“What I like in a good author is not what he says, but what he whispers.”
Logan Pearsall Smith, “All Trivia,” Afterthoughts, 1931
As a writer, I find it much harder to whisper and be understood than to shout. Shouting is easy. The problem with shouting is it makes listeners–and readers–cringe. And it automatically raises one’s defenses.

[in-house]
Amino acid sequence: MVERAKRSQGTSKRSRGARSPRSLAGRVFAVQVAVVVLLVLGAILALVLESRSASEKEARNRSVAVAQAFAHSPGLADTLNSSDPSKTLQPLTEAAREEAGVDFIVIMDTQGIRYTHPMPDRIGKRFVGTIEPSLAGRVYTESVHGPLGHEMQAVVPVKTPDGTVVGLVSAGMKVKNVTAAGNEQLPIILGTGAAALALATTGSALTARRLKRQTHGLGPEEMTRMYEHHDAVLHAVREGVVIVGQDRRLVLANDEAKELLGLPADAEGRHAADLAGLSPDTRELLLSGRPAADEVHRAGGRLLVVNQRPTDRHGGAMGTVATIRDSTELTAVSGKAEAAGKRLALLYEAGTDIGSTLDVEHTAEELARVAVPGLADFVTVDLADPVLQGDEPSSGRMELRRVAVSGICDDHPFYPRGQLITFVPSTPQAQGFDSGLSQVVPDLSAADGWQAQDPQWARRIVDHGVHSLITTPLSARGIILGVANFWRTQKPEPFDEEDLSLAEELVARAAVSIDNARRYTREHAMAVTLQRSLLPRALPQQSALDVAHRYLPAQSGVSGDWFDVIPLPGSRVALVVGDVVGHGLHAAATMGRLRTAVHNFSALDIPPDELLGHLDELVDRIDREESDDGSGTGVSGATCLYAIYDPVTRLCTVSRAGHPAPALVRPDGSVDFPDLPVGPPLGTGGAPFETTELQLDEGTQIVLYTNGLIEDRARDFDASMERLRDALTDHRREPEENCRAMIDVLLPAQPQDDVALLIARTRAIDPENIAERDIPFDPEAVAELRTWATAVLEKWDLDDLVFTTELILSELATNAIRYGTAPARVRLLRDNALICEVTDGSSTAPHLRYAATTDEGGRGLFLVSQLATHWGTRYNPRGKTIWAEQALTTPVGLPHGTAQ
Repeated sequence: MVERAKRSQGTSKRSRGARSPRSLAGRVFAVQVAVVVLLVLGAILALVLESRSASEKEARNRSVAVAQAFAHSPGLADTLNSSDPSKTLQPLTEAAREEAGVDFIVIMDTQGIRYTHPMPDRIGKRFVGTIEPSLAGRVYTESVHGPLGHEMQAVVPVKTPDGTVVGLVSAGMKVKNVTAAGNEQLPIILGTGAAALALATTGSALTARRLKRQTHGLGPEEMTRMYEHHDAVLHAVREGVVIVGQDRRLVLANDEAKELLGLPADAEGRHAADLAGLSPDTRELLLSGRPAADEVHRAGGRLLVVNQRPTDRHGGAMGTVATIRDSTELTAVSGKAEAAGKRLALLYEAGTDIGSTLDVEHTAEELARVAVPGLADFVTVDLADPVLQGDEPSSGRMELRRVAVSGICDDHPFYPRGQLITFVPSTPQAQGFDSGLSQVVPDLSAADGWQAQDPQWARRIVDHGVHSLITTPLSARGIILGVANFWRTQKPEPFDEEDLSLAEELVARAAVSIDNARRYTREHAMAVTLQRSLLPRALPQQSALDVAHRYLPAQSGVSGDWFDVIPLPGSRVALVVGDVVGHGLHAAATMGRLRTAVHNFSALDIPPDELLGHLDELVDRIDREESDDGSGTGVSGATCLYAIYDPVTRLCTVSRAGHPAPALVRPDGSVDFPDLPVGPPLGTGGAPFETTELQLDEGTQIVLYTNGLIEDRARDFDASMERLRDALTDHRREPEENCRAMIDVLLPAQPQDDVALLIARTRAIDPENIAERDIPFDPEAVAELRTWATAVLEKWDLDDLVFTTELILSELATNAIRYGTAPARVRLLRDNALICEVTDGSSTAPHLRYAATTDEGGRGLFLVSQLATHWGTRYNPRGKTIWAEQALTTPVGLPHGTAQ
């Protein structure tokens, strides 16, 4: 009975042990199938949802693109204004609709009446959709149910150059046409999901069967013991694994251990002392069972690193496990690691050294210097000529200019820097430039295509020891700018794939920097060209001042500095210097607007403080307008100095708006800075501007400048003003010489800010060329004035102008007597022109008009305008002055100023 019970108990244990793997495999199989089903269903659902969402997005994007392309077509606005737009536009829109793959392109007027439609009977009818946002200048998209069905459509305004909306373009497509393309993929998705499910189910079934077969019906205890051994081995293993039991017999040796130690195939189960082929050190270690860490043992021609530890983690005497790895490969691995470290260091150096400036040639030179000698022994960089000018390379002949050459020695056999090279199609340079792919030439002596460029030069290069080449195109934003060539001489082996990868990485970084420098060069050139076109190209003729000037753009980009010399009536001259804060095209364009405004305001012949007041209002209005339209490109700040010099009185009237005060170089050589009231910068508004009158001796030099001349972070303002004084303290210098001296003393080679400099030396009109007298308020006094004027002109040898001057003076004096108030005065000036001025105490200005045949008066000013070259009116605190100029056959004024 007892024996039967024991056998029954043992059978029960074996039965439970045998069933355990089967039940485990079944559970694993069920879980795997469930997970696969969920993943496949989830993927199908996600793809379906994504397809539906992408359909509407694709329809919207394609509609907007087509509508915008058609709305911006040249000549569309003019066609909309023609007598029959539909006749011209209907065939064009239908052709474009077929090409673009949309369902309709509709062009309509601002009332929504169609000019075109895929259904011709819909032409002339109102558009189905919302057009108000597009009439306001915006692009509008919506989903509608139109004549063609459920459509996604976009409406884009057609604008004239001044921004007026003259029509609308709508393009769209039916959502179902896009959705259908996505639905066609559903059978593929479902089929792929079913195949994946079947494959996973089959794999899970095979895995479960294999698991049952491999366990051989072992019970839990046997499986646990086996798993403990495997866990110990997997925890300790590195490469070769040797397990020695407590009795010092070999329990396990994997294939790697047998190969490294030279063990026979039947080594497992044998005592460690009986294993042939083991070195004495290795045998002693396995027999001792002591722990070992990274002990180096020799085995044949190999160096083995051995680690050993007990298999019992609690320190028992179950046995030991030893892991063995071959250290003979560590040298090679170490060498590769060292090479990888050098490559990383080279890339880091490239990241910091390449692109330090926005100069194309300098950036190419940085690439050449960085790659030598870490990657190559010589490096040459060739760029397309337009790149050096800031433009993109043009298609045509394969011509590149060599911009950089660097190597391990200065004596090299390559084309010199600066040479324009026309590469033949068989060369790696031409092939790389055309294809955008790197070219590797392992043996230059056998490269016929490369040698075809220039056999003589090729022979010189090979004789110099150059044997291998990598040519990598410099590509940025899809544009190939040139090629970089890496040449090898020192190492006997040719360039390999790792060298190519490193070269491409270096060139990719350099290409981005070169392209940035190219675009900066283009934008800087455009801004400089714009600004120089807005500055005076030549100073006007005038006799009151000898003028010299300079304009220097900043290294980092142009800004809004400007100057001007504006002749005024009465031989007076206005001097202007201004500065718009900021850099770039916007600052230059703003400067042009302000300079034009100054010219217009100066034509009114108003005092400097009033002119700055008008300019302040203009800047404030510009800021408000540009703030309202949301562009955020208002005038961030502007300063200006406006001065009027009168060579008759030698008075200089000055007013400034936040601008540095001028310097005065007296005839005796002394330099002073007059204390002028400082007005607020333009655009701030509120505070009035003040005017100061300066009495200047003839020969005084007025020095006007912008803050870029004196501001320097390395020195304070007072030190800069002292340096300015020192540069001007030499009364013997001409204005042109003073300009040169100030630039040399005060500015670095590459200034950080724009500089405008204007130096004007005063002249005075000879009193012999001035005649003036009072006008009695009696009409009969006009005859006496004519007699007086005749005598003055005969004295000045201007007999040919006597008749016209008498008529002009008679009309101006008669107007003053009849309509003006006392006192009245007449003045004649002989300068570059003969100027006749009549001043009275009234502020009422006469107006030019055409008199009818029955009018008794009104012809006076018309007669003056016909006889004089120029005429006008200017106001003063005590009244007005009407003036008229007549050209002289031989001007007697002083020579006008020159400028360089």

Think about a whisper. To hear it and take in the meaning, you have to be close to the one whispering–almost intimate. And what you hear in a whisper is embraced, taken in, pondered.
On Tuesday: Come back and join award-winning author Linda Rohrbough In The Edit.
Michael Ehret, for Writing on the Fine Line